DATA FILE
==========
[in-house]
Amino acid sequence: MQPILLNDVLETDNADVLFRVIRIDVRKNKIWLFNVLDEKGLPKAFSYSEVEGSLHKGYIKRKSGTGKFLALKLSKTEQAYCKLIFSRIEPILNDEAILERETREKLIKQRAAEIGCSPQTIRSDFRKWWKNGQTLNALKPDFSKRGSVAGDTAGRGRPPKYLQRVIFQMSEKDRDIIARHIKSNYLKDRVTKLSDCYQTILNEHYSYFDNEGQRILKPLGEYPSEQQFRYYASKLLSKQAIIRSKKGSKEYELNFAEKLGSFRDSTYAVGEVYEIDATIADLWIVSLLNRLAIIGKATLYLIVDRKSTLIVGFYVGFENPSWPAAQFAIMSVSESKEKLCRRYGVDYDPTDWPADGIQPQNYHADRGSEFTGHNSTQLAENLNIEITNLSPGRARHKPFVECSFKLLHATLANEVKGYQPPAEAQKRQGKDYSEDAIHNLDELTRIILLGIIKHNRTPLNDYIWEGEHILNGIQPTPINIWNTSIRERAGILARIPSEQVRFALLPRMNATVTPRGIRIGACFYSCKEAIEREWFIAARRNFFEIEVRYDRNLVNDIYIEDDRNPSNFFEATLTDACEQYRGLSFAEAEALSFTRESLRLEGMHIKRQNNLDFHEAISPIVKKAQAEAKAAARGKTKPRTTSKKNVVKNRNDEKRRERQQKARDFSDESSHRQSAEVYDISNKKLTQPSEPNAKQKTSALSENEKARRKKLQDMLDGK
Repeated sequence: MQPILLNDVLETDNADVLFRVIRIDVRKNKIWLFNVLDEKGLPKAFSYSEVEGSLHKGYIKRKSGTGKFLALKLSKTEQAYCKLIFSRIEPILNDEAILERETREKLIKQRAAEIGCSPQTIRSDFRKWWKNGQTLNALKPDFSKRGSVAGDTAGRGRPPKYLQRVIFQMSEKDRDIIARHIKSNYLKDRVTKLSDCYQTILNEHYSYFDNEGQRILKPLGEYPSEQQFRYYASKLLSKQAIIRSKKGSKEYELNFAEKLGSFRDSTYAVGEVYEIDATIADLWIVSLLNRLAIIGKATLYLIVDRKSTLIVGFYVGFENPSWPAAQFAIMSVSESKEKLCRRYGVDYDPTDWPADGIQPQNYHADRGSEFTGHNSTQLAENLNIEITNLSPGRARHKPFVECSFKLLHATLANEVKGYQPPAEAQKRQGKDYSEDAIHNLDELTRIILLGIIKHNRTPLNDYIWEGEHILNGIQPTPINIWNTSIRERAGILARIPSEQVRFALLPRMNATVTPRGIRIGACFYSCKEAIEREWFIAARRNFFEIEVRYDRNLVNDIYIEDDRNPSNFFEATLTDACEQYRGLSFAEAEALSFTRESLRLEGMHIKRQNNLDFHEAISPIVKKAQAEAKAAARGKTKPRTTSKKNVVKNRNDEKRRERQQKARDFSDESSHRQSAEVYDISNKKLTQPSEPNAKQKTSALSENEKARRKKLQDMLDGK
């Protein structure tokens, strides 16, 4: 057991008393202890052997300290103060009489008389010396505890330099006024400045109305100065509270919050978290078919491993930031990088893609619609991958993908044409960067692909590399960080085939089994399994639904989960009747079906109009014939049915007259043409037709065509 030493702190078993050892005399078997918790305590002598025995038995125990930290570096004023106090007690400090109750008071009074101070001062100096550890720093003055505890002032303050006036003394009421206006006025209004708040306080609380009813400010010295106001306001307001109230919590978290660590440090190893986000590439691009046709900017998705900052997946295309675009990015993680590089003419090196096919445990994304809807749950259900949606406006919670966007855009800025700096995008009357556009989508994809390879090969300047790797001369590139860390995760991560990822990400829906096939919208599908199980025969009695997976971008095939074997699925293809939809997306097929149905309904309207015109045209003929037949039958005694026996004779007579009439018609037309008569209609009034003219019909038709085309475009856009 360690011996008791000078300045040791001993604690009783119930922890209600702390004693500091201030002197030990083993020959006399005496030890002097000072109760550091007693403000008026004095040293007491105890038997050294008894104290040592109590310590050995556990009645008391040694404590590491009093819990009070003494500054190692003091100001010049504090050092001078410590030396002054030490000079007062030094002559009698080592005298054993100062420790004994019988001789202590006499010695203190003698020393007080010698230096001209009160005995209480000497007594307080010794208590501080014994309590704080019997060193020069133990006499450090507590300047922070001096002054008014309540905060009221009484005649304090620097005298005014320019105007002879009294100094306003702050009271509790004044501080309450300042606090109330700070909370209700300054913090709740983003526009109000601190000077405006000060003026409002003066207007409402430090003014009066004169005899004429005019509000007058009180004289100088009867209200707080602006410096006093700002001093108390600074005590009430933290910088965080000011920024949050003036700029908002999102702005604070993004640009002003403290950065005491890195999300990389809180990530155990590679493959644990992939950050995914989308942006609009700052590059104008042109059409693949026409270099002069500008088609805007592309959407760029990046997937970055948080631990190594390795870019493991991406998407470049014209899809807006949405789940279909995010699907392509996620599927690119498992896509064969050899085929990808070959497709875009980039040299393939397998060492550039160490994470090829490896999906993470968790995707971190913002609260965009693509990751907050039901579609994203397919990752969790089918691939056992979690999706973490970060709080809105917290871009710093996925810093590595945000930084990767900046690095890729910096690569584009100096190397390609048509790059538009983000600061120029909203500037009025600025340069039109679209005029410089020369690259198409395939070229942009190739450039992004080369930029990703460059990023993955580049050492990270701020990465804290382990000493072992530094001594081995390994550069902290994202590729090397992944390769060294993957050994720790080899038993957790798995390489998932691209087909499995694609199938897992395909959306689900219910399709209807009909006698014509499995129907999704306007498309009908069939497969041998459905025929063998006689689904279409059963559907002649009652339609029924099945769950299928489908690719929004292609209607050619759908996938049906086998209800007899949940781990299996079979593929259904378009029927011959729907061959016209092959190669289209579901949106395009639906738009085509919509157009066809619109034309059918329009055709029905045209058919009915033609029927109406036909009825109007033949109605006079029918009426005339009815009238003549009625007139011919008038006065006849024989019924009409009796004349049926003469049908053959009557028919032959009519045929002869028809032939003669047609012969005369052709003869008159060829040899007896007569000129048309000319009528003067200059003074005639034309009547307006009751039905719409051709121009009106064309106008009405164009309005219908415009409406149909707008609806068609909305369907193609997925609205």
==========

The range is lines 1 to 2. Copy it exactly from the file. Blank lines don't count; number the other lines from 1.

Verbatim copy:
[in-house]
Amino acid sequence: MQPILLNDVLETDNADVLFRVIRIDVRKNKIWLFNVLDEKGLPKAFSYSEVEGSLHKGYIKRKSGTGKFLALKLSKTEQAYCKLIFSRIEPILNDEAILERETREKLIKQRAAEIGCSPQTIRSDFRKWWKNGQTLNALKPDFSKRGSVAGDTAGRGRPPKYLQRVIFQMSEKDRDIIARHIKSNYLKDRVTKLSDCYQTILNEHYSYFDNEGQRILKPLGEYPSEQQFRYYASKLLSKQAIIRSKKGSKEYELNFAEKLGSFRDSTYAVGEVYEIDATIADLWIVSLLNRLAIIGKATLYLIVDRKSTLIVGFYVGFENPSWPAAQFAIMSVSESKEKLCRRYGVDYDPTDWPADGIQPQNYHADRGSEFTGHNSTQLAENLNIEITNLSPGRARHKPFVECSFKLLHATLANEVKGYQPPAEAQKRQGKDYSEDAIHNLDELTRIILLGIIKHNRTPLNDYIWEGEHILNGIQPTPINIWNTSIRERAGILARIPSEQVRFALLPRMNATVTPRGIRIGACFYSCKEAIEREWFIAARRNFFEIEVRYDRNLVNDIYIEDDRNPSNFFEATLTDACEQYRGLSFAEAEALSFTRESLRLEGMHIKRQNNLDFHEAISPIVKKAQAEAKAAARGKTKPRTTSKKNVVKNRNDEKRRERQQKARDFSDESSHRQSAEVYDISNKKLTQPSEPNAKQKTSALSENEKARRKKLQDMLDGK